Americans' willingness to accept body bags long has been an important gauge of their support for military conflicts. So important, in fact, that the Pentagon has a term for measuring public reaction to the flag-draped coffins returning to Dover Air Force Base and other locations: the "Dover test."
Fear of failing that test influenced the Clinton administration's decision to wage the 1999 Kosovo war from the air, without ground troops. When 18 U.S. soldiers were slaughtered in Somalia in 1993 and TV broadcasted the grisly images, a public outcry forced a swift U.S. pullout.
Today, flag-draped coffins again are arriving at Dover, as the toll from the Iraq war rises. So far, 341 troops have been killed, including 202 since major combat ended May 1. But the bodies are returning out of public view because the Bush administration is barring media coverage.
Its action confuses cause and effect. Images of body bags don't cause the public to question military campaigns. Rather, questions about the rightness of the missions feed doubts. A clear-eyed assessment of the nation's involvement has a better chance of garnering public support than efforts to squash legitimate news coverage.
Pentagon officials point out that the ban on covering the return of dead soldiers was adopted at the end of the Clinton administration. Yet the policy has been breached several times — with beneficial results for the military. When CIA operative Johnny Spann was killed in Afghanistan in December 2001, the media were allowed to cover the return of his remains, an event that spurred support for the war in Afghanistan.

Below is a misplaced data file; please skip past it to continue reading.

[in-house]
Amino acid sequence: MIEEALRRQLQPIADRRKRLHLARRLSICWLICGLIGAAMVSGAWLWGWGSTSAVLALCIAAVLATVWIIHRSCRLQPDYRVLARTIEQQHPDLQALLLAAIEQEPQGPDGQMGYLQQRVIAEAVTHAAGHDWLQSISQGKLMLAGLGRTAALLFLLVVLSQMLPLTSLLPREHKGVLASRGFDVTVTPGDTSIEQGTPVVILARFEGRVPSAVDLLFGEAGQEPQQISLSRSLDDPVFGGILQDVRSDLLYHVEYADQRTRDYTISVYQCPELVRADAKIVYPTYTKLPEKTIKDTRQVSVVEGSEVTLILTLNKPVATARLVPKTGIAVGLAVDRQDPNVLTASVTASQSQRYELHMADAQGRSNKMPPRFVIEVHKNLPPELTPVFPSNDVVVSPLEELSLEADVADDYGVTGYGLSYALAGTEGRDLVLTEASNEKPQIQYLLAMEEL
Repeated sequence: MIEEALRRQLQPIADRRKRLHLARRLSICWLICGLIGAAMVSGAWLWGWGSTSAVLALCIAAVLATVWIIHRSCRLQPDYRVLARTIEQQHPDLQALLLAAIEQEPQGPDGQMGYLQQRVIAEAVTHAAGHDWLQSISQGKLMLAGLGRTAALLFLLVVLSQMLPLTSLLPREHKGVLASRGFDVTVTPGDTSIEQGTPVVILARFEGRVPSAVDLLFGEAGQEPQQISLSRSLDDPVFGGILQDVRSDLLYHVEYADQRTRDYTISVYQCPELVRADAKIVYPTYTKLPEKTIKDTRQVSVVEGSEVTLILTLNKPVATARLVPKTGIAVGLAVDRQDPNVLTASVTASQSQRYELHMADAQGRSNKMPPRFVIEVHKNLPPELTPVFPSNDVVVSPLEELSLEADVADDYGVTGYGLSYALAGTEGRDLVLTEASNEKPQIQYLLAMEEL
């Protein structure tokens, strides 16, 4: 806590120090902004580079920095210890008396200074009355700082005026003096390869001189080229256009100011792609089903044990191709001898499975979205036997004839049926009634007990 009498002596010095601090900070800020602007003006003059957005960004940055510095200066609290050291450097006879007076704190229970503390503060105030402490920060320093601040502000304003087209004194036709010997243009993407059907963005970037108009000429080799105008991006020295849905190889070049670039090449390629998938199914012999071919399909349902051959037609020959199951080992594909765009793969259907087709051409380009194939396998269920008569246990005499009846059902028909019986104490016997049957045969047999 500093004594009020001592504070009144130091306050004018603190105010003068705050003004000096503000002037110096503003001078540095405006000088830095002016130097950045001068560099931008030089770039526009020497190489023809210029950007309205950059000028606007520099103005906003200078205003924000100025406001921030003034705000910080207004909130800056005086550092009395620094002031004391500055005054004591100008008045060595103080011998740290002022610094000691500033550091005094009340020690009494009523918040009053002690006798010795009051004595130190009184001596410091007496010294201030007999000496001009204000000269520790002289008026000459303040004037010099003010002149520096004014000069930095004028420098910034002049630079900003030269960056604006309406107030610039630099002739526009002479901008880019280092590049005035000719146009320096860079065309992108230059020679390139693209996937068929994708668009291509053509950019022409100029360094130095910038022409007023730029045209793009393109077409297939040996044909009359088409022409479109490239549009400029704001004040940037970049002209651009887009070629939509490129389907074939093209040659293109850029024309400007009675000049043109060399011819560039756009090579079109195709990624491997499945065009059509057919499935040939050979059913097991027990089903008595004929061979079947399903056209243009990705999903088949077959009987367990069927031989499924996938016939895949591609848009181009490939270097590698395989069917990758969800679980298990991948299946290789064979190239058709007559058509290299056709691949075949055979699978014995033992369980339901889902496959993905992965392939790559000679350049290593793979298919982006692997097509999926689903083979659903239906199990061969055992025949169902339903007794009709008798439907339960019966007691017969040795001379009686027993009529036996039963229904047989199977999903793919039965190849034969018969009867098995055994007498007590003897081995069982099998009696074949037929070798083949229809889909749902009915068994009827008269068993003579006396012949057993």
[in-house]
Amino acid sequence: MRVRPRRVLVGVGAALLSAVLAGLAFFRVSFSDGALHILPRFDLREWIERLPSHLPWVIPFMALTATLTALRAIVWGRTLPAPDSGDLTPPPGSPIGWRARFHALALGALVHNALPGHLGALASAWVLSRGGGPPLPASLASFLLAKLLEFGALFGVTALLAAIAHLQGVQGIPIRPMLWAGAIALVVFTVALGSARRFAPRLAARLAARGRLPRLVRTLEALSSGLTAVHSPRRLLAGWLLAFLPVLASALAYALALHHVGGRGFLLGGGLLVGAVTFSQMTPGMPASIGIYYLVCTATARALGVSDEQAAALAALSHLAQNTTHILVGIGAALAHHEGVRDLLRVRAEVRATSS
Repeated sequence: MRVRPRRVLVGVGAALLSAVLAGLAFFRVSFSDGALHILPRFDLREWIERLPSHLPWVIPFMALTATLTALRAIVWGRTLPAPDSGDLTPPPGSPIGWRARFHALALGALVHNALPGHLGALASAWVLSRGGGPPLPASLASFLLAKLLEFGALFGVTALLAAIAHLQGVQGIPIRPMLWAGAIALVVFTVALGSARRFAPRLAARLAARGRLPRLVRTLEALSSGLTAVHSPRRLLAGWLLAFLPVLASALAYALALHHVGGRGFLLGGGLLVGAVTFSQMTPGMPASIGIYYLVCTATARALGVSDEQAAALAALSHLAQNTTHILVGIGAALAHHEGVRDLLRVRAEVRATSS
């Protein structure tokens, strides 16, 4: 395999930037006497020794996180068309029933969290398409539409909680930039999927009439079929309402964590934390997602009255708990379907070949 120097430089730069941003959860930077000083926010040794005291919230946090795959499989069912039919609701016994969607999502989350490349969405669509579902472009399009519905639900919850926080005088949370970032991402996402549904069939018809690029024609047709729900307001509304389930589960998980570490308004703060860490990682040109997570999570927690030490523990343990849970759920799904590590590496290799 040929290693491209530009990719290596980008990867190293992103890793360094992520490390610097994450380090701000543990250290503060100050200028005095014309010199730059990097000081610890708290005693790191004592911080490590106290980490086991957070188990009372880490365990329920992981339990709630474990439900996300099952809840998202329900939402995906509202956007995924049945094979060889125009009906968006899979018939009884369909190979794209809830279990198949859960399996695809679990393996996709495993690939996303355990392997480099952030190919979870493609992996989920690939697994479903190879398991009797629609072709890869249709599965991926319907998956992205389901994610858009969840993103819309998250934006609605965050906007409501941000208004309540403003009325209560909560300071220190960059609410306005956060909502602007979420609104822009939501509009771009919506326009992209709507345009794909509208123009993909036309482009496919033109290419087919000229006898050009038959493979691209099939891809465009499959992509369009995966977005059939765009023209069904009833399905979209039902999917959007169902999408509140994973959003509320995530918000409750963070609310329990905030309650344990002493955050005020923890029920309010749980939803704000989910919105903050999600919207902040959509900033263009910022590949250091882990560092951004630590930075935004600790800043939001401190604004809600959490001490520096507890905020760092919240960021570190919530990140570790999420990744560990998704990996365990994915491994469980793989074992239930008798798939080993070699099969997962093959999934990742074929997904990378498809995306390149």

Shielding these tragic arrivals from view is part of a troubling response to the public's recent war worries. In the past month, administration officials have criticized the media for painting too gloomy a picture of Iraq's postwar conditions. The reality, they say, is much more positive.
Throughout history, Americans have shown constancy in supporting just military endeavors. They persevered during World War II, even for much of the Vietnam War. But long-term support is dependent on honest portrayals. Defense Secretary Donald Rumsfeld set the right standard last week in a candid memo to top staff obtained by USA TODAY. He acknowledged the enormous challenges in stabilizing Iraq and pushed top officials to think about how to address them.
Better to trust Americans with the same unvarnished truth than worry they'll fail the "Dover test."
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